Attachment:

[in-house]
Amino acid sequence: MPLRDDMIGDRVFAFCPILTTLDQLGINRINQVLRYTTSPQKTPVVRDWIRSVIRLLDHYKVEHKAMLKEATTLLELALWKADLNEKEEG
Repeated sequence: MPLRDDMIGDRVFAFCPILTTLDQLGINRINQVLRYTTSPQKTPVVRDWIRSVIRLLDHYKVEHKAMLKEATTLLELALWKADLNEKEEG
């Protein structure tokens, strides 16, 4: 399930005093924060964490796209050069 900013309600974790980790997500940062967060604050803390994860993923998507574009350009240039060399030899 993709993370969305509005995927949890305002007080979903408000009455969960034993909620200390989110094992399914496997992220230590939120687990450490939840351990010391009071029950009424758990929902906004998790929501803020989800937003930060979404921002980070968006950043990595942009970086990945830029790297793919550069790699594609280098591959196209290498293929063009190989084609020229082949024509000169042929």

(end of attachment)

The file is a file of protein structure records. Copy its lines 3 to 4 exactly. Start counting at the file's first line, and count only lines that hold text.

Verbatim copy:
Repeated sequence: MPLRDDMIGDRVFAFCPILTTLDQLGINRINQVLRYTTSPQKTPVVRDWIRSVIRLLDHYKVEHKAMLKEATTLLELALWKADLNEKEEG
């Protein structure tokens, strides 16, 4: 399930005093924060964490796209050069 900013309600974790980790997500940062967060604050803390994860993923998507574009350009240039060399030899 993709993370969305509005995927949890305002007080979903408000009455969960034993909620200390989110094992399914496997992220230590939120687990450490939840351990010391009071029950009424758990929902906004998790929501803020989800937003930060979404921002980070968006950043990595942009970086990945830029790297793919550069790699594609280098591959196209290498293929063009190989084609020229082949024509000169042929």